Will Disco Ever Die?
Older Than God

Effective School Desegregation: Equity, Quality, and Feasibility
Hawley (Ed.)

Submitter: A coworker of mine found this one.  What’s really weird is that the book was published in 1981.  Wasn’t desegregation from much earlier?

Holly:  To be fair, most of the libraries showing holdings in WorldCat are universities.  This does have research value.  It’s the few public libraries on the list that worry me.  Hopefully they are in some sort of special collection, not just mixed in with the other 370’s.

It does seem like a fairly modern date for this topic,  but actually modern education gurus like Jonathan Kozol are publishing currently about what they call “apartheid schools” in the U.S.  The problem with this title is that it was published too late to be useful to the 1950’s and 1960’s civil rights movement and too old to be useful to the current educational advocacy movement.  It was only useful to the 1980’s movement.  I’d still weed it if it were in my public library, but it has a place in certain research libraries.

(My B.S. is in Education.  I don’t get to “talk teacher” very often, so this topic excited me!  Your comments are welcome!)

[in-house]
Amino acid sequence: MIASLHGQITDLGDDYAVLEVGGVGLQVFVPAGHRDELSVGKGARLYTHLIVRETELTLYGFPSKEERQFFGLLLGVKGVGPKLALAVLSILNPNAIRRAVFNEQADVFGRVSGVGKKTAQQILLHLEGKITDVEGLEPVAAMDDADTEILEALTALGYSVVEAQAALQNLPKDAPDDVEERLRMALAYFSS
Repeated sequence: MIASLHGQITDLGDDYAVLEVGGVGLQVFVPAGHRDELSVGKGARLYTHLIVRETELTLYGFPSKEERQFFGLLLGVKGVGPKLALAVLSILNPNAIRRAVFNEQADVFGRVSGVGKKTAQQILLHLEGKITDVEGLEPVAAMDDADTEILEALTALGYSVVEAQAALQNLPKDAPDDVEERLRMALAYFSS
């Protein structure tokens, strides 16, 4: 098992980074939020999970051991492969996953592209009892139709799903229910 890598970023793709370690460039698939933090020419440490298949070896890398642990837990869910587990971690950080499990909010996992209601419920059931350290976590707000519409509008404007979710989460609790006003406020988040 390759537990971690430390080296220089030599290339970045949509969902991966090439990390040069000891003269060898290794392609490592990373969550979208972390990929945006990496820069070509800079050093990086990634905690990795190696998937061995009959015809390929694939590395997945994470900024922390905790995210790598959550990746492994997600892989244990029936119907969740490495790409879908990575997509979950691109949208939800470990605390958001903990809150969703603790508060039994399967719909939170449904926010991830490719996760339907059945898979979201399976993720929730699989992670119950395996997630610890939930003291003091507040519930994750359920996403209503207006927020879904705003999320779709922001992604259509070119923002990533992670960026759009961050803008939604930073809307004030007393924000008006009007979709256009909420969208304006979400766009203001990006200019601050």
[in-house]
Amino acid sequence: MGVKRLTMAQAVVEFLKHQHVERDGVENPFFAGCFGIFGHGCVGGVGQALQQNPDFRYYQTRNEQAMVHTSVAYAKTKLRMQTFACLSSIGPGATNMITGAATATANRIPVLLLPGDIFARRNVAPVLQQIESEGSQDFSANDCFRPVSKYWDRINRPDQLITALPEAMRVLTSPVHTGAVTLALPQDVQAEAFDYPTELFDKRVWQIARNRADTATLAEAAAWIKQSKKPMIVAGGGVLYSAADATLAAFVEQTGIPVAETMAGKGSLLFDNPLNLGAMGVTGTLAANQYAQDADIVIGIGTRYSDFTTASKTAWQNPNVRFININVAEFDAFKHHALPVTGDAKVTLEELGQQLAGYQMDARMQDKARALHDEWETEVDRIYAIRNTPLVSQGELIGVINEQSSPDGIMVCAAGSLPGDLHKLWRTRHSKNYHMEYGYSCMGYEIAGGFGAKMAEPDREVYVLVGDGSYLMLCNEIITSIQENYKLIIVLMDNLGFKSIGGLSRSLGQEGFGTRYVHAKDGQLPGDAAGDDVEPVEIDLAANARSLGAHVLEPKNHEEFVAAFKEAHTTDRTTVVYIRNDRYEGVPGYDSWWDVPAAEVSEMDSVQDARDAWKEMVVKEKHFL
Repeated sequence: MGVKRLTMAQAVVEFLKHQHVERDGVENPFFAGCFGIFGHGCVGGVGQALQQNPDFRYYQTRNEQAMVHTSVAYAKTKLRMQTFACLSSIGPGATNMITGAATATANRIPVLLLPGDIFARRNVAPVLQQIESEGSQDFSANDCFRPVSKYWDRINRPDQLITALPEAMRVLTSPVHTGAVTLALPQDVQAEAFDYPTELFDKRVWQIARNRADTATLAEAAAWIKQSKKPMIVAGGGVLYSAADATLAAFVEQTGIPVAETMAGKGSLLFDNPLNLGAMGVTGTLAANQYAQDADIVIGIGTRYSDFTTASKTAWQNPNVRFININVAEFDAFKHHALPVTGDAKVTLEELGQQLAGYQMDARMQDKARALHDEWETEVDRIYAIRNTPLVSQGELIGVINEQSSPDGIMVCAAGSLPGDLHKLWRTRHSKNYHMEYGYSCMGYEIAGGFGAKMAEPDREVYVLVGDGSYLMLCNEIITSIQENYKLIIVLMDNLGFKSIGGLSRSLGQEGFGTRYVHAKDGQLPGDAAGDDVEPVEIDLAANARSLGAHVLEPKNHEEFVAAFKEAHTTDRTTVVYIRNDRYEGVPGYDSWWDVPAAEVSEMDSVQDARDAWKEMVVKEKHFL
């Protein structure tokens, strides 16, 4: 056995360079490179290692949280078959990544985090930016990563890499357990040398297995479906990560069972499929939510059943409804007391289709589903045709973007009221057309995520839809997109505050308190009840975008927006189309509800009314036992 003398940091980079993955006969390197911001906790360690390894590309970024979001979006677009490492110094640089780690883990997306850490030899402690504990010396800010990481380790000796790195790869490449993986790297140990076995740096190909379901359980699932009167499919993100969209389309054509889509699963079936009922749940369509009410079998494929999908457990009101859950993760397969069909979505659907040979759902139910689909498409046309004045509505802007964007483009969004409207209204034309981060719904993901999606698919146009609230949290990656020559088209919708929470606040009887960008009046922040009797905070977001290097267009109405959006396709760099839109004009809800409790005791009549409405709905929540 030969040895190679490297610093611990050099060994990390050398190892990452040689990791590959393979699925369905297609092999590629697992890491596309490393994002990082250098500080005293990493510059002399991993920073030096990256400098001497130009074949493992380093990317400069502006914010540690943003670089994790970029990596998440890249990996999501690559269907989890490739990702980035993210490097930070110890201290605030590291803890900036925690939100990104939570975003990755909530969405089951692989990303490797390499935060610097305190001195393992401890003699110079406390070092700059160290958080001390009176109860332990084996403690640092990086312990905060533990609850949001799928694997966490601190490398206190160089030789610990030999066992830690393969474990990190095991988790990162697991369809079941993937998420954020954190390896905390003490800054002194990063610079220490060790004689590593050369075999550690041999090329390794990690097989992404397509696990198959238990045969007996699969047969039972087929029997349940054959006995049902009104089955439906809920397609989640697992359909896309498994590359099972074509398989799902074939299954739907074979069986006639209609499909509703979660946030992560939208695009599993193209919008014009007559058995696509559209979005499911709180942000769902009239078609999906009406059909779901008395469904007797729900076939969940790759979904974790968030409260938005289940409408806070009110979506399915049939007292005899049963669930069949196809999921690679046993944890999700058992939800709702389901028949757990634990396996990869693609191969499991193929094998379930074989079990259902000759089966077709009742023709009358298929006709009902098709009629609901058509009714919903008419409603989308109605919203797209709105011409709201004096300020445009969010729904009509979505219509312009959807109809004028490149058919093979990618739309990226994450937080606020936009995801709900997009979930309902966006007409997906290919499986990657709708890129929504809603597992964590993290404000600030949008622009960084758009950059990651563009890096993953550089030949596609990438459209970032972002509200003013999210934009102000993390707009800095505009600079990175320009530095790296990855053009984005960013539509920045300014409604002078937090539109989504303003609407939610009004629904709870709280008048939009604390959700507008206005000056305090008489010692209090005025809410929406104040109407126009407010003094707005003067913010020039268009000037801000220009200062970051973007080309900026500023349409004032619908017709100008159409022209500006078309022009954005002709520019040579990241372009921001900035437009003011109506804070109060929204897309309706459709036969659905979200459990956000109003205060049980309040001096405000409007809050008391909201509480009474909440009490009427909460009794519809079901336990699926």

Here’s the table of contents:


  1. Seems like it’s less “desegregation” in the “striking down laws about what races can do what” sense and more in the “actually getting white parents to send their kids to school with non-white people and vice versa” sense.

  2. Oh, hey, there’s a chapter on Hispanic desegregation as well. We often tend to think of desegregation in terms of the mid-20th-century African American-led civil rights movement, and there are still lots of schools where black children are the majority minority, but nowadays most schools in the southwest U.S. are facing an influx of Latino families and I imagine that those schools’ “desegregation” needs are quite different from schools in the southeast. But yeah… this book is really too outdated to be of much use beyond historical research. This is a really interesting subject– it’s too bad that a lot of folks are under the impression that segregation in U.S. schools is a thing of the past, when in reality it’s something many folks still struggle against.

  3. they were bussing here in Dallas in the early 80’s. my husband was bussed to a school in a different district and has never considered bussing a good thing. i think he would actually find this book interesting.

  4. Many districts in the South, including the one where I live, are still under federal desegregration orders, which basically means the federal government keeps a close eye on them to make sure they are providing equal opportunities and facilities for all students. Certainly this particular book is outdated, but the concept is not.

  5. I live in the rural South and our county wasn’t fully desegregated until 1991. It did not mean that blacks and whites went to school separately from each other—we were all together. It meant that there were not equitable schools per population and location. New schools had to be established or old schools were re-zoned. Yes, it was really called desegregation in this sense.

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